Key Topics
Canadian Rockies Hydrological Observatory
Marmot Creek Research Basin
Data-Stream from Smith Creek & Marmot Creek Research Basins



Hydrology at the University of Saskatchewan - A Short History

The University of Saskatchewan’s Centre for Hydrology was established as a response to:

  • A nationally-recognised need for an improved scientific basis to water management
  • The increasing importance of interdisciplinary contributions in hydrological theory, observational and modeling capability towards improved prediction of water resources
  • The growing number of high-calibre academic and government scientists in hydrology and related water sciences in Saskatoon

The University has played a central role in Canadian hydrology since the 1960s, when Professor Don Gray and colleagues established and developed a strong research and training program at the Division of Hydrology (in existence from 1964 to 2001). The Division hosted a series of seminars on the Principles of Hydrology, which were attended by aspiring hydrologists from across Canada. Don Gray later published the first textbook on Canadian Hydrology, the Handbook on the Principles of Hydrology in 1970, and - with David Malé - the pioneering Handbook of Snow: Principles, Processes, Management and Use, in 1981.

In 1986, the critical mass of hydrological research in Saskatoon was additionally bolstered when Environment Canada established its National Hydrology Research Centre (part of the National Water Research Institute, NWRI), and the Hydrometeorological Research Division of the Atmospheric Environment Service (now the Meteorological Service of Canada, MSC), at Innovation Place on the University's campus. Subsequent arrivals at NHRC included the Prairie Farm Rehabilitation Administration of Agriculture and Agrifood Canada, and the Hydrometeorology and Arctic Laboratory (HAL) of Environment Canada.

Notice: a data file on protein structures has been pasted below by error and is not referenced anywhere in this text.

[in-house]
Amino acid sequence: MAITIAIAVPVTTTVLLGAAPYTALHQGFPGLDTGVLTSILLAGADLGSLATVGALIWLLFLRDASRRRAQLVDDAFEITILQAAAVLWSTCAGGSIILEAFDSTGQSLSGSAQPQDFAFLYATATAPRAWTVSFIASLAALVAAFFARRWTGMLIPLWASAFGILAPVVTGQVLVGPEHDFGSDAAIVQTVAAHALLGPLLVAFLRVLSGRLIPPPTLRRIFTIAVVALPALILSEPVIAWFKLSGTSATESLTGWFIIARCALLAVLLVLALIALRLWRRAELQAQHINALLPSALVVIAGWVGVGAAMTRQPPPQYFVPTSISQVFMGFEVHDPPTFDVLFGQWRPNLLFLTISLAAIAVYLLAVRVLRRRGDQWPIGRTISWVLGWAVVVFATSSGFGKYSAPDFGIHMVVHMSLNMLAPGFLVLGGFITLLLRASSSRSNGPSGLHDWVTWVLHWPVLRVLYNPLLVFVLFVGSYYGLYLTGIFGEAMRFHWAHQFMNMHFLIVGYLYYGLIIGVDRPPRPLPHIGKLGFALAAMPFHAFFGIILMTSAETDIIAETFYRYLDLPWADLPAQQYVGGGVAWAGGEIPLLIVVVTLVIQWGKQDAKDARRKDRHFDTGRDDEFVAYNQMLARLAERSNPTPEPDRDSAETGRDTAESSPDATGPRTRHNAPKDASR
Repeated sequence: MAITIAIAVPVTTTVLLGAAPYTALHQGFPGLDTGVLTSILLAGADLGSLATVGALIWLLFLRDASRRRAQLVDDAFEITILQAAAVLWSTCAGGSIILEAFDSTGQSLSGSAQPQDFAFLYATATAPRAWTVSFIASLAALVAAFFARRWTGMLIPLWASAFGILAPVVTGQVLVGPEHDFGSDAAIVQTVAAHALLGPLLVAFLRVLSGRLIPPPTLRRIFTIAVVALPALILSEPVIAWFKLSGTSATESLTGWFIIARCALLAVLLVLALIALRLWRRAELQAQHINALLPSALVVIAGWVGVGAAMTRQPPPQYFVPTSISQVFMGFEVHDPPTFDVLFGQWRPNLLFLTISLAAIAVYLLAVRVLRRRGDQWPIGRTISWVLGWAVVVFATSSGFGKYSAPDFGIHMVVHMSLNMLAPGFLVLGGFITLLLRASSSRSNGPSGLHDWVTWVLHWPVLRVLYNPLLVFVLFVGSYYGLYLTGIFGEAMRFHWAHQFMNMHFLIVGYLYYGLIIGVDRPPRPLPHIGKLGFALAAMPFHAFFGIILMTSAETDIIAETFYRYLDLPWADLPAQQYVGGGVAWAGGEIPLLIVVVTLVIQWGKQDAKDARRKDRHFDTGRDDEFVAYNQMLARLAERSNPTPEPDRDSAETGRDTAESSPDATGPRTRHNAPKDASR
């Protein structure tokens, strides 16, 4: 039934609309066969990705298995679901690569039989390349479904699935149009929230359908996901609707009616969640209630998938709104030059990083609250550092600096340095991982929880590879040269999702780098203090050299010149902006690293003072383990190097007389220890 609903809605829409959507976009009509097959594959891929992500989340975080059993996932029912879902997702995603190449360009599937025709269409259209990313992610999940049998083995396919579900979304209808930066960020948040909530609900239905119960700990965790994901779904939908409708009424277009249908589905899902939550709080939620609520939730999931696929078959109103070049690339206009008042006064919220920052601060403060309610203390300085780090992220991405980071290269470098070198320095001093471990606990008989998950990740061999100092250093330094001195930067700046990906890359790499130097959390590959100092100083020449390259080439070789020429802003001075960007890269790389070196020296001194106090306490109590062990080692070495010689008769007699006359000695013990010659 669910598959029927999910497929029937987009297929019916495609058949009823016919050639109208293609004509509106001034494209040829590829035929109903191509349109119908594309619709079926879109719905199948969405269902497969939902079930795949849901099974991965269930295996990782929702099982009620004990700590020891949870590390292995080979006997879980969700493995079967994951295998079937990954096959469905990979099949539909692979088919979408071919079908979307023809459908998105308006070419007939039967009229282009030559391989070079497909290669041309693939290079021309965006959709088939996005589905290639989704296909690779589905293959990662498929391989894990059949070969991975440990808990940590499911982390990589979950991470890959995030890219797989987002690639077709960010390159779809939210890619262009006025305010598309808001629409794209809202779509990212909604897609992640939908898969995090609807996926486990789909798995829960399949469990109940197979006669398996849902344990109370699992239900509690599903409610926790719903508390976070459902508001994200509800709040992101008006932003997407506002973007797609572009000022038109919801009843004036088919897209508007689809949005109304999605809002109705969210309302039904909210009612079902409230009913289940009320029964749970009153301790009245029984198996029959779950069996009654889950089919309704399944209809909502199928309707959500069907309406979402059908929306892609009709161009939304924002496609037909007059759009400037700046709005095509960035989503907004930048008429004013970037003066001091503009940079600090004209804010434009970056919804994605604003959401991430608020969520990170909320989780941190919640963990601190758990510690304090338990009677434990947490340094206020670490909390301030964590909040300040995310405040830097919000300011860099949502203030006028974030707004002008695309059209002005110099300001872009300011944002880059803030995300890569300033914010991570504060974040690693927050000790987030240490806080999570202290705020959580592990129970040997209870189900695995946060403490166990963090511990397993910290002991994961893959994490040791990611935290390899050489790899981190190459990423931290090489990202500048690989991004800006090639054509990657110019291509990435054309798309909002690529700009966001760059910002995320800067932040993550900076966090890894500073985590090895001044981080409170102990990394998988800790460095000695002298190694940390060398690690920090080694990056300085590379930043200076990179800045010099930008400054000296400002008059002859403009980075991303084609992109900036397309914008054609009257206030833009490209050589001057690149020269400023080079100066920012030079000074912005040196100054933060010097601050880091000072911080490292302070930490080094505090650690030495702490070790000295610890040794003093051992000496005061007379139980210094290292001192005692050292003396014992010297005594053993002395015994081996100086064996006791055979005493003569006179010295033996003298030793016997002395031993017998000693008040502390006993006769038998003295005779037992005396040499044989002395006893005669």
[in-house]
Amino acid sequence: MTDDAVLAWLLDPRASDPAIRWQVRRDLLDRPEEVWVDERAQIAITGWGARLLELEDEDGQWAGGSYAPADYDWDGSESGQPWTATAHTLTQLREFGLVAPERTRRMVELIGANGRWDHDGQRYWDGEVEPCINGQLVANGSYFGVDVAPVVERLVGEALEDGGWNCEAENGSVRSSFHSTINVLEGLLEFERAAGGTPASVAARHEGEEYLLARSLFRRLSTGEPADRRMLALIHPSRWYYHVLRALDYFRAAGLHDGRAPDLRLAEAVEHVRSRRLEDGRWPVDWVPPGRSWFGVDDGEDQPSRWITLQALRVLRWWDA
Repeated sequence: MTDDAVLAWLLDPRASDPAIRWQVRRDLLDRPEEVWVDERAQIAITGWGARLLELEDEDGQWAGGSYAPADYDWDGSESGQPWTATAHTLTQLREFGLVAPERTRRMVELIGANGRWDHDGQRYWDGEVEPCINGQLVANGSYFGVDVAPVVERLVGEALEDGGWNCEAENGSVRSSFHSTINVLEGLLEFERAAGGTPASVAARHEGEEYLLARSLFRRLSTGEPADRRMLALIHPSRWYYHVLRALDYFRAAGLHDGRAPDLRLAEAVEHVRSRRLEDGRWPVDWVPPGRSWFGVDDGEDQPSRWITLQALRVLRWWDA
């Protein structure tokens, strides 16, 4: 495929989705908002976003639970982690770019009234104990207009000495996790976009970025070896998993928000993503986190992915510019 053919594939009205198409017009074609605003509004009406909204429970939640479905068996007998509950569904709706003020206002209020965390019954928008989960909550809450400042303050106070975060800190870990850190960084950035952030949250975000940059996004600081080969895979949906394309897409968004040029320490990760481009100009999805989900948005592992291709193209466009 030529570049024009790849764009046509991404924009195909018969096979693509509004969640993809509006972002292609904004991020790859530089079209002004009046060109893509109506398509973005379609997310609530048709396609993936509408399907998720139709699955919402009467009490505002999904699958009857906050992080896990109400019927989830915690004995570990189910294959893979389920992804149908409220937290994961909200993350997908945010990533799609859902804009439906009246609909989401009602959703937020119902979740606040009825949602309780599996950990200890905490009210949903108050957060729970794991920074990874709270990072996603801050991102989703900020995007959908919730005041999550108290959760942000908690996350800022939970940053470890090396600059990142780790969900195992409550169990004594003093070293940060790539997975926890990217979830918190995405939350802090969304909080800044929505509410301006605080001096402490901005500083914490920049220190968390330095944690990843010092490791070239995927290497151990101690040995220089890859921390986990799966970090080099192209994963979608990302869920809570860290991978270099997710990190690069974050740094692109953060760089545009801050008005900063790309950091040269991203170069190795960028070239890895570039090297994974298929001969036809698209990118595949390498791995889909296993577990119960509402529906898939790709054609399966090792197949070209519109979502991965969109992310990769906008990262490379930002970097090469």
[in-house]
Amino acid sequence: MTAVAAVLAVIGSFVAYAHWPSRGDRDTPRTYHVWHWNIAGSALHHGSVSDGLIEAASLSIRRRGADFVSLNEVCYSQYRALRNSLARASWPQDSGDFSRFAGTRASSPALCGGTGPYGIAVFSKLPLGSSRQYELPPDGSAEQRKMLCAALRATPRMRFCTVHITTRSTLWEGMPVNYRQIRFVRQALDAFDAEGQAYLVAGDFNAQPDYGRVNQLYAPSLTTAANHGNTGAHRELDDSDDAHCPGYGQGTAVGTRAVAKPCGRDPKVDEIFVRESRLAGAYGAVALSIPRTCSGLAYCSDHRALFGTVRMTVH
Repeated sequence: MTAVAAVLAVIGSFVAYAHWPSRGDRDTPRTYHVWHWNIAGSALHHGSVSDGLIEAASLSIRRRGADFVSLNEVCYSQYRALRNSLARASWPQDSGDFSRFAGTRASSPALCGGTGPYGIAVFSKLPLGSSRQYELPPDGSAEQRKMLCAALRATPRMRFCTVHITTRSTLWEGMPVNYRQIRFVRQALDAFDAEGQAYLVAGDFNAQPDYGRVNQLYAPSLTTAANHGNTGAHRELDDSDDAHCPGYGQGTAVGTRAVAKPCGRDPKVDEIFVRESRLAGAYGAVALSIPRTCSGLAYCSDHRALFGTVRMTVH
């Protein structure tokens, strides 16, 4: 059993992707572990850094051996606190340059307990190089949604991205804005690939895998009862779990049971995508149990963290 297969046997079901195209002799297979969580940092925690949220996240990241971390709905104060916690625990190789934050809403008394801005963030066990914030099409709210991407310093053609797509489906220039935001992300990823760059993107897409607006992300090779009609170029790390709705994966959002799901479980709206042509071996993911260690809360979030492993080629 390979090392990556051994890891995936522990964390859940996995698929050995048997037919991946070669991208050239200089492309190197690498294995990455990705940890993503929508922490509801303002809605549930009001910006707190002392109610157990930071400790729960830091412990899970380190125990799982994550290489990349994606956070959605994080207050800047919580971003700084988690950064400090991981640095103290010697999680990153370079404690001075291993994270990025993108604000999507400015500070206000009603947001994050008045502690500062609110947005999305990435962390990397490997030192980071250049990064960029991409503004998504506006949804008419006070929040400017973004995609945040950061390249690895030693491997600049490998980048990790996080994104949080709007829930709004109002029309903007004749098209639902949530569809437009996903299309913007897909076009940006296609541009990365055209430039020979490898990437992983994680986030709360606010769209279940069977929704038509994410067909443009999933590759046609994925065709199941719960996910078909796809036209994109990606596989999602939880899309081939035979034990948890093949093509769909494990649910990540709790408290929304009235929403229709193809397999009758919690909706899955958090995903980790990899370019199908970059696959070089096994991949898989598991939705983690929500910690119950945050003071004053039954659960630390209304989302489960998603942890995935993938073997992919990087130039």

The Centre for Hydrology was established as part of the Environment Initiative detailed in the University of Saskatchewan Integrated Plan of 2004, which stated:

The new Centre for Hydrology will restore our academic pre-eminence in the hydrological sciences to better address Saskatchewan's water sustainability problems and to provide national leadership in hydrological research and training.

The Centre will coordinate graduate student training, outreach and research; provide shared laboratory and experimental research basin facilities to researchers from the College of Agriculture, Arts and Science, Engineering, and the National Water Research Institute on campus, and develop major funded programs addressing water and environmental change.

Hydrological research opportunities continue to improve at the University of Saskatchewan. The Canada Research Chairs program, the Natural Science and Engineering Research Council of Canada, the Province of Saskatchewan and the University have invested nearly $3 million in facilities and special positions for the Centre for Hydrology. The Centre retains strong linkages with Environment Canada and the Provincial Government’s Saskatchewan Watershed Authority, with interest in applying advanced solutions to water resource issues. Looking to the immediate future, CH personnel will play a major part in supporting new research in the field of global water security under Canada Excellence Research Chair Professor Howard Wheater.






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